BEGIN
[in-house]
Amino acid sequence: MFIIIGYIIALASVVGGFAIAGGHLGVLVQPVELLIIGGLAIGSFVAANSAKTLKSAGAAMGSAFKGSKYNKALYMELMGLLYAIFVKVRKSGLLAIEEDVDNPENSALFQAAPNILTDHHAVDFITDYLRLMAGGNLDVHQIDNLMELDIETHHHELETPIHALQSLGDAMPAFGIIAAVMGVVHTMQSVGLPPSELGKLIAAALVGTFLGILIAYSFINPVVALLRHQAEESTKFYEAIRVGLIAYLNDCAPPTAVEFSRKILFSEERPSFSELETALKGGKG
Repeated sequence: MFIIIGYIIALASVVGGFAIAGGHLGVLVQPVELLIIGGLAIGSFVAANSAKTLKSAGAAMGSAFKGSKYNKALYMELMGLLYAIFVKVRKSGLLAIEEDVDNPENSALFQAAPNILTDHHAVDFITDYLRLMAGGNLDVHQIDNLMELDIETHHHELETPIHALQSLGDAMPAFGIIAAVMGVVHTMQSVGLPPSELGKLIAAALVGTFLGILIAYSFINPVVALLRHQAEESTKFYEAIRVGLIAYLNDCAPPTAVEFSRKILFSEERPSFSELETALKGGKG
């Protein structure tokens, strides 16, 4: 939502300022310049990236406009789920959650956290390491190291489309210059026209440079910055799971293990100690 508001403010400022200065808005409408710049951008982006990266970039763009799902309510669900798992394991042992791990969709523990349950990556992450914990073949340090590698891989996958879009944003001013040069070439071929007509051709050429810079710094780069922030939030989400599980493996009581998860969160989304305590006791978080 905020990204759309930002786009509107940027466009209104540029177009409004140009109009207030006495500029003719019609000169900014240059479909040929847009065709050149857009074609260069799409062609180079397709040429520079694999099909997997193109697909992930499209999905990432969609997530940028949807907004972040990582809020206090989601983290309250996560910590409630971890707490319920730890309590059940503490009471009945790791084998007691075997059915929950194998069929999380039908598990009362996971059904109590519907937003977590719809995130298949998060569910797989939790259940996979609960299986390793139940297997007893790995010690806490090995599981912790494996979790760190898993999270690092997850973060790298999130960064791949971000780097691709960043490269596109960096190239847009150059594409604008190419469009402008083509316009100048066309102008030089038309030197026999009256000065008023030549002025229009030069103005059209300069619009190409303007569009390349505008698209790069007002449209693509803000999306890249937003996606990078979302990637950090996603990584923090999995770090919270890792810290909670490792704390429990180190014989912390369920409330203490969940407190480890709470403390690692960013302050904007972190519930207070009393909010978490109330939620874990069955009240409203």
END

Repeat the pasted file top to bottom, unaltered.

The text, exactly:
[in-house]
Amino acid sequence: MFIIIGYIIALASVVGGFAIAGGHLGVLVQPVELLIIGGLAIGSFVAANSAKTLKSAGAAMGSAFKGSKYNKALYMELMGLLYAIFVKVRKSGLLAIEEDVDNPENSALFQAAPNILTDHHAVDFITDYLRLMAGGNLDVHQIDNLMELDIETHHHELETPIHALQSLGDAMPAFGIIAAVMGVVHTMQSVGLPPSELGKLIAAALVGTFLGILIAYSFINPVVALLRHQAEESTKFYEAIRVGLIAYLNDCAPPTAVEFSRKILFSEERPSFSELETALKGGKG
Repeated sequence: MFIIIGYIIALASVVGGFAIAGGHLGVLVQPVELLIIGGLAIGSFVAANSAKTLKSAGAAMGSAFKGSKYNKALYMELMGLLYAIFVKVRKSGLLAIEEDVDNPENSALFQAAPNILTDHHAVDFITDYLRLMAGGNLDVHQIDNLMELDIETHHHELETPIHALQSLGDAMPAFGIIAAVMGVVHTMQSVGLPPSELGKLIAAALVGTFLGILIAYSFINPVVALLRHQAEESTKFYEAIRVGLIAYLNDCAPPTAVEFSRKILFSEERPSFSELETALKGGKG
């Protein structure tokens, strides 16, 4: 939502300022310049990236406009789920959650956290390491190291489309210059026209440079910055799971293990100690 508001403010400022200065808005409408710049951008982006990266970039763009799902309510669900798992394991042992791990969709523990349950990556992450914990073949340090590698891989996958879009944003001013040069070439071929007509051709050429810079710094780069922030939030989400599980493996009581998860969160989304305590006791978080 905020990204759309930002786009509107940027466009209104540029177009409004140009109009207030006495500029003719019609000169900014240059479909040929847009065709050149857009074609260069799409062609180079397709040429520079694999099909997997193109697909992930499209999905990432969609997530940028949807907004972040990582809020206090989601983290309250996560910590409630971890707490319920730890309590059940503490009471009945790791084998007691075997059915929950194998069929999380039908598990009362996971059904109590519907937003977590719809995130298949998060569910797989939790259940996979609960299986390793139940297997007893790995010690806490090995599981912790494996979790760190898993999270690092997850973060790298999130960064791949971000780097691709960043490269596109960096190239847009150059594409604008190419469009402008083509316009100048066309102008030089038309030197026999009256000065008023030549002025229009030069103005059209300069619009190409303007569009390349505008698209790069007002449209693509803000999306890249937003996606990078979302990637950090996603990584923090999995770090919270890792810290909670490792704390429990180190014989912390369920409330203490969940407190480890709470403390690692960013302050904007972190519930207070009393909010978490109330939620874990069955009240409203």